FIG. 3 shows an enlarged top view of a transfer-in implementation for moving a bubble pattern in the major loop back into those originating vacancies. The organization of the ion-implanted regions is designed to take advantage of a "worst case" orientation, with respect to the crystallagraphic orientation of host layer 11. The term "worst case" is used for comparison with a "best case" orientation for achieving a merge operation as disclosed in copending application Ser. No. 99,556 filed Dec. 3, 1979 for T. J. Nelson-R. Wolfe (Case 13-18). The term applies to the orientation of the axis of a gap between, for example, two sequences of periodic nonimplanted patterns. Such an arrangement may be implemented as first and second sets of contiguous discs 108 and 109 separated by a gap 110 with an axis 111 as shown in FIG. 4 aligned with crystallographic axis 211. FIG. 4 shows imaginary first and second sets of discs aligned with the orientations of preferred bubble positions which correspond to the axes of symmetry of the cubic garnet crystal of host layer 11. FIG. 5 shows one of those discs 120 with preferred positions 121, 122, and 123 shown thereabout. These positions are 120 degrees apart. The above-mentioned application of Nelson and Wolfe discloses a merge port where axis 111 of FIG. 4 aligns with a position corresponding to position 121 herein. The present transfer-in port of FIG. 3 is operative when axis 111 is radially displaced 90 degrees from position 121 (or 122 or 123) as shown in FIG. 5. Such an orientation ensures maximum independence between bubbles moving in paths 130 and 131 of FIG. 4 even when gap 110 is reduced to one or two bubble diameters rather than the more typical spacing of more than four bubble diameters between a minor loop and the associated stage of the major loop.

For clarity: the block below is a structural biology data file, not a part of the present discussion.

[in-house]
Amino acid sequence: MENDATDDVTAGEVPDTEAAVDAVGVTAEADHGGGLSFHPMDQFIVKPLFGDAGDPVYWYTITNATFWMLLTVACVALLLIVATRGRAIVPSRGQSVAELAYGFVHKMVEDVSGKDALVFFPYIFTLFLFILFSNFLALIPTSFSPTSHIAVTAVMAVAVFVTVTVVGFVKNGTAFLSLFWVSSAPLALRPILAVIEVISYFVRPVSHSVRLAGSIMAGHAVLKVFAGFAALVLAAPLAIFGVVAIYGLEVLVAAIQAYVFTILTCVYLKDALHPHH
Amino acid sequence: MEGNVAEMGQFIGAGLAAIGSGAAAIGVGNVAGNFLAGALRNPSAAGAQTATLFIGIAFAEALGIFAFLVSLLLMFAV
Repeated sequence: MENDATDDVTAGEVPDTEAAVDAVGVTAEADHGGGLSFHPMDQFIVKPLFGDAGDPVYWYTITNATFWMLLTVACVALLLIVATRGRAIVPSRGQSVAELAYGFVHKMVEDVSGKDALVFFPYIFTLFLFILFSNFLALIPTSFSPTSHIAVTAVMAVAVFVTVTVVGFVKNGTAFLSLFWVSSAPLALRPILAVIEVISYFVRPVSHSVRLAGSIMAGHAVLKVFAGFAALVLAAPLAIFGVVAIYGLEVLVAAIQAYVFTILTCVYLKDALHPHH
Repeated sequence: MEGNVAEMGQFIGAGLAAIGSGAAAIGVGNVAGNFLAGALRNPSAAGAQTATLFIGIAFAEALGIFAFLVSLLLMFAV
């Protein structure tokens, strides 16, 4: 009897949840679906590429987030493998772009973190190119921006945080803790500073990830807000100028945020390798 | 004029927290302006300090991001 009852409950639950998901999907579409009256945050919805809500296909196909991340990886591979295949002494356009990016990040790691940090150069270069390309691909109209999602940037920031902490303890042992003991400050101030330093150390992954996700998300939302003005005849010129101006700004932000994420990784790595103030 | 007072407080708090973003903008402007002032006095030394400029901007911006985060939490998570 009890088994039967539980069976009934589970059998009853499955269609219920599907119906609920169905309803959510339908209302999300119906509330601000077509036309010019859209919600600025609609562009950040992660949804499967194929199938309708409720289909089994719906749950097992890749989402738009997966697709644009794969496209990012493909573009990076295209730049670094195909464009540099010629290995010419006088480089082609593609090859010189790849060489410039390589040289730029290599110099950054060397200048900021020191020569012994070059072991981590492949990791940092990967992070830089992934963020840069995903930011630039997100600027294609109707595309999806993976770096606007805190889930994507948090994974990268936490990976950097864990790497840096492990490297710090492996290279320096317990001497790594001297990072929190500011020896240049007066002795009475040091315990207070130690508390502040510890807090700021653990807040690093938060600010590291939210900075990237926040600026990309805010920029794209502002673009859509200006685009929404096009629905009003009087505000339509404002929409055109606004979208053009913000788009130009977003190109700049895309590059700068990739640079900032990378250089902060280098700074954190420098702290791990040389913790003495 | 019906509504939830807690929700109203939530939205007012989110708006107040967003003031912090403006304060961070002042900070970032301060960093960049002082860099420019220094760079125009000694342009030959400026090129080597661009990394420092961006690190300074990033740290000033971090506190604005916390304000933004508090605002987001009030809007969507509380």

With this choice of orientations in mind we can return to FIG. 3 where path 130 of FIG. 4 can be taken to correspond to the bubble path of major loop ML and path 131 of FIG. 4 can be taken to correspond to the path of minor loop l2. Minor loops l1 -l4 are shown in FIG. 3 with alternative bulges having peaks which protrude towards the end discs of the associated minor loops. The basic period of the implant pattern is four to five bubble diameters. The spacing between positions P1 and P3 can be seen to be about one half the period of the pattern or about equal to two bubble diameters. Smaller spacings have been obtained. Notice, from FIGS. 1, 2 and 3 that data in the portion of the major loop closer to the lower ends of the minor loops, as viewed in the figures, moves from right to left as shown in FIG. 3.